In this India-U.S. Policy Memo, Neil Ruiz discusses why the U.S. immigration policy has become a sticking point in U.S-India relations and offers recommendations that can alleviate this source of friction.
Indian immigrants are the third-largest immigrant group in the United States. In 2012, they made up the largest proportion (64 percent) of temporary immigrants entering the U.S. on an H-1B visa for highly specialized workers. Indians also represent the second largest share (15 percent) of all foreign students studying in the U.S. on an F-1 visa. The large majority of Indian H-1B and F-1 visa holders either work in a science, technology, engineering, and mathematics (STEM) occupation or are pursuing a degree in the STEM fields (75 percent of all Indian students in U.S. higher education).
Over the last couple of years, U.S. immigration policy towards India has been both controversial and uncertain, motivated on two fronts.
First, protectionists in the U.S. claim that there is no shortage of STEM workers in U.S. labor markets, accusing Indian-headquartered information technology (IT) and outsourcing companies of using the H-1B and the L-1 intercompany transfer visa to import cheap labor into the United States. This led to the U.S. Senate passing a comprehensive immigration bill in 2013 that would essentially ban companies that employ between 50 to 75 percent of their U.S. workforce on H-1B or L-1 visas—which would include all Indian IT companies. Companies that are popular for providing services to U.S. firms, such as Infosys, Tata Consultancy Services, and Wipro, also have a large business of “insourcing” jobs into the United States. Their U.S. business model relies on hiring workers (who are mostly on H-1B or L-1 visas) to provide technology-related services to American companies. India’s tech industry argues that their IT companies contribute enormously to the U.S. economy and have a hard time filling these jobs from the American talent pool.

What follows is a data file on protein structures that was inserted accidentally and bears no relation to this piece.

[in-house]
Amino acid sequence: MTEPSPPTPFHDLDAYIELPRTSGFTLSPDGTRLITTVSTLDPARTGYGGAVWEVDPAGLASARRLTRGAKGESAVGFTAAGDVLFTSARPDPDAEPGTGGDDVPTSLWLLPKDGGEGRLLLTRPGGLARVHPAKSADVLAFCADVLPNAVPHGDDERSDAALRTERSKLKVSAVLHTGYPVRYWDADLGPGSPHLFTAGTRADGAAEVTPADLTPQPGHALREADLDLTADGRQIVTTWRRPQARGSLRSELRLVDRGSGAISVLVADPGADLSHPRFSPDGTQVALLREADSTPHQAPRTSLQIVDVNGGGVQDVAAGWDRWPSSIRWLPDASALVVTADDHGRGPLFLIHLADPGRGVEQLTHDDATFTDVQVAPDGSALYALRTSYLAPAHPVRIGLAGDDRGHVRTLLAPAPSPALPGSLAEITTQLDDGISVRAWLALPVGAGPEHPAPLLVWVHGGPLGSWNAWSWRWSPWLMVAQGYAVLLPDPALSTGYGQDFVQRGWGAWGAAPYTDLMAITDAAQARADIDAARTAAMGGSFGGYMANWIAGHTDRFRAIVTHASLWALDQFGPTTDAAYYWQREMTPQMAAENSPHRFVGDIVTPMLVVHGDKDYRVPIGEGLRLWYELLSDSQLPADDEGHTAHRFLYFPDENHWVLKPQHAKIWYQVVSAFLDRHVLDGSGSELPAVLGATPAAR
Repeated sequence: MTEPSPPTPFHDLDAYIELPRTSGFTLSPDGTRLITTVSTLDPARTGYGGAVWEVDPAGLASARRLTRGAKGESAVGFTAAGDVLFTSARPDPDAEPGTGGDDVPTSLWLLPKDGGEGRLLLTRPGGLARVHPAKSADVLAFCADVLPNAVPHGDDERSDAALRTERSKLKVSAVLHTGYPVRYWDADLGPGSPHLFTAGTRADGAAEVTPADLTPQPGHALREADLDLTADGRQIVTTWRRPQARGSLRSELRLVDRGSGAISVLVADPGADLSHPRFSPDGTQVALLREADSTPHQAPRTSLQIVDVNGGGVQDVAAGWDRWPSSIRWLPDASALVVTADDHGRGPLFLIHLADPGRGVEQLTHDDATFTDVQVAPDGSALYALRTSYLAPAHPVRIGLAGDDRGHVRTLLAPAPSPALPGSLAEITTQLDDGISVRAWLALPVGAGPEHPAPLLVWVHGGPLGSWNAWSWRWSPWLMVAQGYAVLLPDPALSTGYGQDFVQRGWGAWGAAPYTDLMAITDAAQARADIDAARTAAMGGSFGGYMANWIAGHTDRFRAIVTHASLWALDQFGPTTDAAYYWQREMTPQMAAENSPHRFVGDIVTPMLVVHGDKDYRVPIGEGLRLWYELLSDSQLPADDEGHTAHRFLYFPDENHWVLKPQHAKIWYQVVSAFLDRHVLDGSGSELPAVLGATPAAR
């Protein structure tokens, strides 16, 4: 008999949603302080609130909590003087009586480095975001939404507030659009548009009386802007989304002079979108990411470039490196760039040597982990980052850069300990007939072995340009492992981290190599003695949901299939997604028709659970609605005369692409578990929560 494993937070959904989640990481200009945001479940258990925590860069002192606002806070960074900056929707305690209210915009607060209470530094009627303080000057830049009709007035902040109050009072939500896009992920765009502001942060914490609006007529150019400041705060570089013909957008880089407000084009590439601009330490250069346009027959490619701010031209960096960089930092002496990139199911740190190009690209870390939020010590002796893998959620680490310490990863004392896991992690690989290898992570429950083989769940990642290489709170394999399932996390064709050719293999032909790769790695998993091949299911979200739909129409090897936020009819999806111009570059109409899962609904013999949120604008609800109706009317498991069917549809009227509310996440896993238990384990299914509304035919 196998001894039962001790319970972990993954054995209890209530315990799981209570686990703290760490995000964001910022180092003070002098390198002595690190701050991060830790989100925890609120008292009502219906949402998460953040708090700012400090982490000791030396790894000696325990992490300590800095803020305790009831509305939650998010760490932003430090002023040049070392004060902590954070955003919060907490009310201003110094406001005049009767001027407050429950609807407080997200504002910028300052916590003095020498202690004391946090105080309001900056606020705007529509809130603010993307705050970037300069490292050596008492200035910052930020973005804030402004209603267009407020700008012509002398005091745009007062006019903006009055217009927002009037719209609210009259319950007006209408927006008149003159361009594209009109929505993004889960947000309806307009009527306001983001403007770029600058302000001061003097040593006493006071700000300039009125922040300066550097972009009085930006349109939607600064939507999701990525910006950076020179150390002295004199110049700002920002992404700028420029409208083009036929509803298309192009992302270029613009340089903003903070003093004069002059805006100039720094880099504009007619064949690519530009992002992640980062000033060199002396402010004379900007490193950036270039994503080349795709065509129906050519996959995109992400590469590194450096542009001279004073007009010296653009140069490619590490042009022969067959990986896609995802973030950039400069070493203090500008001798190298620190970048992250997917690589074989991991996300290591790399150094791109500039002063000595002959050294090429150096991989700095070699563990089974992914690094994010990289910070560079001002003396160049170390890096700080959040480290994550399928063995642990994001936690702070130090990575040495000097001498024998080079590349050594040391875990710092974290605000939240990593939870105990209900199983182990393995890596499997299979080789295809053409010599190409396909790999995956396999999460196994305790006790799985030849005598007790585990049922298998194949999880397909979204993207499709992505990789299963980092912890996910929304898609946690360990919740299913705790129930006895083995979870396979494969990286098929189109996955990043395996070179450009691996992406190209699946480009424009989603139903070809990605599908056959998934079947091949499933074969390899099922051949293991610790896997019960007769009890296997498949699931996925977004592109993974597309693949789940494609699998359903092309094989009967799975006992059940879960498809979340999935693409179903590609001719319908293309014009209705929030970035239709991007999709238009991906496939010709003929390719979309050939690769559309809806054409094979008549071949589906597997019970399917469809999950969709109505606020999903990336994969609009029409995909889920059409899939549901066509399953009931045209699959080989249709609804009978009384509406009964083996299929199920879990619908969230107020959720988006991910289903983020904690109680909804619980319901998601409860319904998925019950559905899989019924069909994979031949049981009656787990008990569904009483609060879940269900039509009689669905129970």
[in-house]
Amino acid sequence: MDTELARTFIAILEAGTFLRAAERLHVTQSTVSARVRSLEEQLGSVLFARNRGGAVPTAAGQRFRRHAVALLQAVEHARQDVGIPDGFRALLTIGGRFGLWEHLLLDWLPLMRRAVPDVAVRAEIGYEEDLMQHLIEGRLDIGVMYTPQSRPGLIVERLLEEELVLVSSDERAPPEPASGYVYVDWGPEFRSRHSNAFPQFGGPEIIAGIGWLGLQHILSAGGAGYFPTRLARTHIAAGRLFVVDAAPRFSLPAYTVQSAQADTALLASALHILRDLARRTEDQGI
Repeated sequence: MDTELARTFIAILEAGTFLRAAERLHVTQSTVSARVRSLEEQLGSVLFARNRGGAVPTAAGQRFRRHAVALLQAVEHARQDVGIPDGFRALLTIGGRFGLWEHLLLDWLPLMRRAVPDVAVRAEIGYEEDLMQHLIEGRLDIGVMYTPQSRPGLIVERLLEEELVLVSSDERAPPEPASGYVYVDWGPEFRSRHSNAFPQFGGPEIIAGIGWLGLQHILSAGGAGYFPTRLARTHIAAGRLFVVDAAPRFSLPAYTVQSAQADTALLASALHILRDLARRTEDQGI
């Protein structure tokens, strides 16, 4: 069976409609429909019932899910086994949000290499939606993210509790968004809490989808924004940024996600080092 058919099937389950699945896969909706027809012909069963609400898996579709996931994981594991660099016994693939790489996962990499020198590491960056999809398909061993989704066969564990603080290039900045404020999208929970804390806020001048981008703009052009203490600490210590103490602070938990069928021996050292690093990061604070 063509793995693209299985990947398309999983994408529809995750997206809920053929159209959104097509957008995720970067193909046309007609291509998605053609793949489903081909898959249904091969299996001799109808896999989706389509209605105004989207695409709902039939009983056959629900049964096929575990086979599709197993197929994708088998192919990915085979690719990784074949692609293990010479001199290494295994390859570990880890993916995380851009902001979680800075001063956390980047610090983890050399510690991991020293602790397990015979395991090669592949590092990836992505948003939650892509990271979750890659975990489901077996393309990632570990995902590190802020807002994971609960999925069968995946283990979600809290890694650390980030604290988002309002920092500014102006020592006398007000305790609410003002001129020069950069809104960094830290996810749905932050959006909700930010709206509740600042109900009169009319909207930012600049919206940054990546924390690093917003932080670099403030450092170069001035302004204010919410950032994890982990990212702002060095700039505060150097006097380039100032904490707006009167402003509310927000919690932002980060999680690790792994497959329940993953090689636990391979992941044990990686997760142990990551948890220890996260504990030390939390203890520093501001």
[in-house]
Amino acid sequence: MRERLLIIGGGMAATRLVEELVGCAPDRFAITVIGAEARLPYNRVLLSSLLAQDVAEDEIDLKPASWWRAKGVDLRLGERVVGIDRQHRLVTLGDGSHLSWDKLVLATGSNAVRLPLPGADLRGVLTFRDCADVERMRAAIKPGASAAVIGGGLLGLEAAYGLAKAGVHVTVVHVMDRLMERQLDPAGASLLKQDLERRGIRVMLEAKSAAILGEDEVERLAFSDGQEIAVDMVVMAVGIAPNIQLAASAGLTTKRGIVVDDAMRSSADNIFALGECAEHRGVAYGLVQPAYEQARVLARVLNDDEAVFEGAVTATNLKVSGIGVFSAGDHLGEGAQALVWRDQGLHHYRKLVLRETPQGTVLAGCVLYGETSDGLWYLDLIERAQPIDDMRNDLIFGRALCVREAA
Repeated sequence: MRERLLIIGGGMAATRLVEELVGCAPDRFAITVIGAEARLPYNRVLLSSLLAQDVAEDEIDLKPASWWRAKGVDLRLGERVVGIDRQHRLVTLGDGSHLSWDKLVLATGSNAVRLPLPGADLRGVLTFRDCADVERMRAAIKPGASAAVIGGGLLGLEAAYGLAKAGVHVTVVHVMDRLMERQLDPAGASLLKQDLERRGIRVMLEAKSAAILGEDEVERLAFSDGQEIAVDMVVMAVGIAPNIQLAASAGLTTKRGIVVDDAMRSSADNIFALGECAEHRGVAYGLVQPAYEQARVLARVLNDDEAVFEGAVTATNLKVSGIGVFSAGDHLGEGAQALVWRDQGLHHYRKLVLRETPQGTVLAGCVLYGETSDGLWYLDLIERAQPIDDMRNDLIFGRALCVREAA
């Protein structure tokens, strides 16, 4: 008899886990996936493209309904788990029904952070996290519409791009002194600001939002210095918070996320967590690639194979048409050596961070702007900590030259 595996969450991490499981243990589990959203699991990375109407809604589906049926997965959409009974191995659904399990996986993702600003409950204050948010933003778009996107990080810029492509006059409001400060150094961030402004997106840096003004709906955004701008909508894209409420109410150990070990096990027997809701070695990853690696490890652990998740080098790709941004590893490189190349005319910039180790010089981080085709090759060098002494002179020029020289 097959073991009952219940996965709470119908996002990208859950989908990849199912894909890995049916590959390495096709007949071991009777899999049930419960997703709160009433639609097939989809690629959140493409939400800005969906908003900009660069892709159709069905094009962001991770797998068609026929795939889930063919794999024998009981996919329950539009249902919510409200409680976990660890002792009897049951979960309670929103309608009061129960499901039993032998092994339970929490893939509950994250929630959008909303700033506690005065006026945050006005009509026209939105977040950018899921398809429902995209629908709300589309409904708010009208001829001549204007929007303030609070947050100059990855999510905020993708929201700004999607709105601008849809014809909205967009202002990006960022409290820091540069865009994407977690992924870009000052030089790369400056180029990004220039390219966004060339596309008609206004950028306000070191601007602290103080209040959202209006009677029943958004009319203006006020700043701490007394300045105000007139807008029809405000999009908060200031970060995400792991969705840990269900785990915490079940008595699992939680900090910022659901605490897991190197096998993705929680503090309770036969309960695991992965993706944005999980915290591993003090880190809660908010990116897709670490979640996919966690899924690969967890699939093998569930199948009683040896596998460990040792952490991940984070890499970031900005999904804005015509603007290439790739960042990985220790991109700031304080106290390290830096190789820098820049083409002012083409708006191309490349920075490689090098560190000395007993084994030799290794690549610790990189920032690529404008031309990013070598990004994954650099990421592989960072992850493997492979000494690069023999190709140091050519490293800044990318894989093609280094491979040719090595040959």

American-based IT companies like Accenture, Deloitte, and IBM that are in the same business of providing professional services with a much smaller proportion of their U.S. workforce on an H-1B or L-1 visa stand to benefit from the Senate restrictions. An unintended consequence of the Senate bill could be stifled competition for these IT-staffing services. American-based IT companies could charge higher fees for these client services and Indian IT companies with visa restrictions would be less competitive. But with no movement by the U.S. House of Representatives to pass a similar immigration reform bill as the Senate, these potential restrictions no longer exist, at least in the short-term.
Second, with the 85,000 H-1B visa cap being reached within the first week that the U.S. government accepts applications, finding a visa for Indian workers in the U.S. has become problematic. Several high-profile legal cases exposed violations made by Indian IT companies for using non-employment visas for employment purposes. For example, there was a $34 million settlement last year between Infosys and the U.S. government over allegations that Infosys misused business visitor (B-1) visas, for workers that require an H-1B visa—allegations that the company denies.
• The United States should develop a dialogue between U.S. immigration regulators/policymakers and Indian IT companies to understand how the current immigration system can accommodate the business practices of the global IT industry. Client-based IT consulting work requires global mobility and regulators need to understand how immigration policy can accommodate this standard practice.
• The Obama administration should affirm its support for changing the immigration system to allow foreign students studying in the United States on an F-1 visa to work in the U.S. after they graduate. This would free up the number of available H-1B visas and allow U.S. companies to hire foreigners with U.S. degrees directly.